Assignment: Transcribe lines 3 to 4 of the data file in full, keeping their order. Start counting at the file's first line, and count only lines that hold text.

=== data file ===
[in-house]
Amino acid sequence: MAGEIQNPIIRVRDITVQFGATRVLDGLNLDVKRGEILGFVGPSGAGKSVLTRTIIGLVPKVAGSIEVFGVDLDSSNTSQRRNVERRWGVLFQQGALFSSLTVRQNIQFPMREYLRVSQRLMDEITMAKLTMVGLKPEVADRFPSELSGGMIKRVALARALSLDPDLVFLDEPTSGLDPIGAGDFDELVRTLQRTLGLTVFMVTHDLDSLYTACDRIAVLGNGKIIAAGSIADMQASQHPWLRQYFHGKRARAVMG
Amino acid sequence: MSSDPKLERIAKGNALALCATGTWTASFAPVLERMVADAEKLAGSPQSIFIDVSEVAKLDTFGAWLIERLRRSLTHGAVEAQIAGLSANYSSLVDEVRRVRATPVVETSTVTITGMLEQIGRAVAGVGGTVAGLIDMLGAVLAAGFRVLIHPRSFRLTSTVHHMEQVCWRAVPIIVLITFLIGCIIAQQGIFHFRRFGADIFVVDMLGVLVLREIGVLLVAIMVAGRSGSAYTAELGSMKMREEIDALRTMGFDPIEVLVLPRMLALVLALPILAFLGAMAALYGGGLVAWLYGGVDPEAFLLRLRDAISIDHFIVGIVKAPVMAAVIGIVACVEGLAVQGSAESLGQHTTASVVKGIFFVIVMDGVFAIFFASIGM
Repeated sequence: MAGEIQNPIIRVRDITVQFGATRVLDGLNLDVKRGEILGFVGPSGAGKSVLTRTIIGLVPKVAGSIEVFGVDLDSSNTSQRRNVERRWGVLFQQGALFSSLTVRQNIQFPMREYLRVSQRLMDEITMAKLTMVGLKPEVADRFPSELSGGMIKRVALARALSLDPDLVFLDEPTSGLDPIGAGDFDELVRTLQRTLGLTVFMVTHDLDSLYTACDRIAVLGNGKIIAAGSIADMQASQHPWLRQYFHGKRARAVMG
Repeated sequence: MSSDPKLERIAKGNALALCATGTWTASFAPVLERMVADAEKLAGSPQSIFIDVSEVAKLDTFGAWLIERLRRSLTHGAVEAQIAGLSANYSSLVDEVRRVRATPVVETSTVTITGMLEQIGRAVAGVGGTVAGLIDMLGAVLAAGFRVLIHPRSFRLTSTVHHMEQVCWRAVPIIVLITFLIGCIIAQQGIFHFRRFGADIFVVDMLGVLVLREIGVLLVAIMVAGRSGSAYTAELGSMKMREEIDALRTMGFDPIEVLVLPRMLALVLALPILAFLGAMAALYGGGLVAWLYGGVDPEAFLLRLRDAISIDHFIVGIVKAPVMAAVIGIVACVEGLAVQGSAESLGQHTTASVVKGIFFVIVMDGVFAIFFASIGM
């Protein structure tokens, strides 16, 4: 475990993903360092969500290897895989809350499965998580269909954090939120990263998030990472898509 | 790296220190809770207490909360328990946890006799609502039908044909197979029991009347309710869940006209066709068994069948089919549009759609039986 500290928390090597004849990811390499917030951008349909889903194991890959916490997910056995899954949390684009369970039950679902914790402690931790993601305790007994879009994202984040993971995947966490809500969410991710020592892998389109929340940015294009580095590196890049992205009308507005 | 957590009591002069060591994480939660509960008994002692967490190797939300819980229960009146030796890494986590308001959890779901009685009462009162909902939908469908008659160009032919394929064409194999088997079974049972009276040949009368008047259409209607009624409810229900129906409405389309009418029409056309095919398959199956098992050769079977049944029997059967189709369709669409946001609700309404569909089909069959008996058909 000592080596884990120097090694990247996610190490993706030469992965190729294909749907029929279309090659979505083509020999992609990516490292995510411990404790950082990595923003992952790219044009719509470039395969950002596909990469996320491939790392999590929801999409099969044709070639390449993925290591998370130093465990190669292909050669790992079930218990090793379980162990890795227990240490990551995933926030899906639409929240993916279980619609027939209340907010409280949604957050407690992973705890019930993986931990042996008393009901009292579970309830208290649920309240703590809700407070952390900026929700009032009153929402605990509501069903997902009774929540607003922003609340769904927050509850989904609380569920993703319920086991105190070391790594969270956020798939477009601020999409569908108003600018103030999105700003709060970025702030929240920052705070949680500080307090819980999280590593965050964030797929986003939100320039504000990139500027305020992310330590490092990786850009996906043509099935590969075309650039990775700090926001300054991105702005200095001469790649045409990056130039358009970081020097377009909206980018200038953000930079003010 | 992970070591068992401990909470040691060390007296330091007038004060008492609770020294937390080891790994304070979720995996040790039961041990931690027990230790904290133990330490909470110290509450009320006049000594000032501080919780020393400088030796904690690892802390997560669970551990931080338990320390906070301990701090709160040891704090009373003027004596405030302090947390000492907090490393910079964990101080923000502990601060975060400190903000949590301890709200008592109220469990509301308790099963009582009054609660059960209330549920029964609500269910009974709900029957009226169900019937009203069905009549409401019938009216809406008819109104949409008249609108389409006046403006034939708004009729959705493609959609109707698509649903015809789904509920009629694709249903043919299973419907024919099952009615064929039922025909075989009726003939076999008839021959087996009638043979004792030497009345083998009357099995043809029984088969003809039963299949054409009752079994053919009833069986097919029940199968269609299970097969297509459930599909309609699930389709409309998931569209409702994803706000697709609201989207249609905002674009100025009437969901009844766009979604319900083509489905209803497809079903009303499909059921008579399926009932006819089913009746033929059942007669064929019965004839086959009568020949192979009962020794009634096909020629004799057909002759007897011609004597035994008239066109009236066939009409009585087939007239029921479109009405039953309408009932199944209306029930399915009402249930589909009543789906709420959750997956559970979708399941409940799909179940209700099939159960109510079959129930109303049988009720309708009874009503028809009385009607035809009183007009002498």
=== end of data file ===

Amino acid sequence: MSSDPKLERIAKGNALALCATGTWTASFAPVLERMVADAEKLAGSPQSIFIDVSEVAKLDTFGAWLIERLRRSLTHGAVEAQIAGLSANYSSLVDEVRRVRATPVVETSTVTITGMLEQIGRAVAGVGGTVAGLIDMLGAVLAAGFRVLIHPRSFRLTSTVHHMEQVCWRAVPIIVLITFLIGCIIAQQGIFHFRRFGADIFVVDMLGVLVLREIGVLLVAIMVAGRSGSAYTAELGSMKMREEIDALRTMGFDPIEVLVLPRMLALVLALPILAFLGAMAALYGGGLVAWLYGGVDPEAFLLRLRDAISIDHFIVGIVKAPVMAAVIGIVACVEGLAVQGSAESLGQHTTASVVKGIFFVIVMDGVFAIFFASIGM
Repeated sequence: MAGEIQNPIIRVRDITVQFGATRVLDGLNLDVKRGEILGFVGPSGAGKSVLTRTIIGLVPKVAGSIEVFGVDLDSSNTSQRRNVERRWGVLFQQGALFSSLTVRQNIQFPMREYLRVSQRLMDEITMAKLTMVGLKPEVADRFPSELSGGMIKRVALARALSLDPDLVFLDEPTSGLDPIGAGDFDELVRTLQRTLGLTVFMVTHDLDSLYTACDRIAVLGNGKIIAAGSIADMQASQHPWLRQYFHGKRARAVMG